A woman allegedly caught cheating on the New York state bar exam has failed to persuade an appellate panel that she was denied due process or that the nullification of her test results was not supported by substantial evidence. Dewitt v. Board of Law Examiners, 512523, stems from the July 2009 exam, when proctors said they saw Rose Dewitt copying or attempting to copy another candidate’s responses to the multiple choice questions during both days of the exam.
The Board of Law Examiners then retained an expert on test security and cheating, James A. Wollack, an associate professor at the University of Wisconsin-Madison, who had performed “copy analyses” for the board on 27 prior occasions. Mr. Wollack concluded that “statistical evidence” suggested that Ms. Dewitt had copied responses to the multiple choice questions. In addition to her lack-of-proof argument, Ms. Dewitt claimed she was denied due process because she was not provided with the other candidate’s address or the underlying data on which Mr. Wollack concluded that she had copied answers. But that issue was not preserved for review because she failed to raise it at a hearing before the board.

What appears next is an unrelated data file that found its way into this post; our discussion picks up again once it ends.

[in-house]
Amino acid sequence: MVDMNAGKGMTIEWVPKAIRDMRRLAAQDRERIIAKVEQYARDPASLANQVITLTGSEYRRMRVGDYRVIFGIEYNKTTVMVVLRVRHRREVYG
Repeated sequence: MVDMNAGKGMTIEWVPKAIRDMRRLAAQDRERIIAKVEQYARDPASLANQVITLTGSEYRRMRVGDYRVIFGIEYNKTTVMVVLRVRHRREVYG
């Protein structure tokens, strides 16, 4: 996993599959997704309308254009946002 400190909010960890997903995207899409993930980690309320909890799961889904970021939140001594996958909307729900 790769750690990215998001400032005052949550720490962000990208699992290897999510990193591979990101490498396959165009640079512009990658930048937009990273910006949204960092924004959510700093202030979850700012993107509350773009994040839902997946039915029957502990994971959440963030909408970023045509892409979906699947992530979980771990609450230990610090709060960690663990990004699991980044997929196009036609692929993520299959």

Records show that Ms. Dewitt is a 45-year-old immigrant who had practiced law for 14 years in her native Russia and now lives on Staten Island. Ms. Dewitt took an intensive course in English at Manhattan College, transferred to Baruch College to study English as a second language and worked as a paralegal in two law offices before enrolling in the Benjamin N. Cardozo School of Law in 2006, according to court records.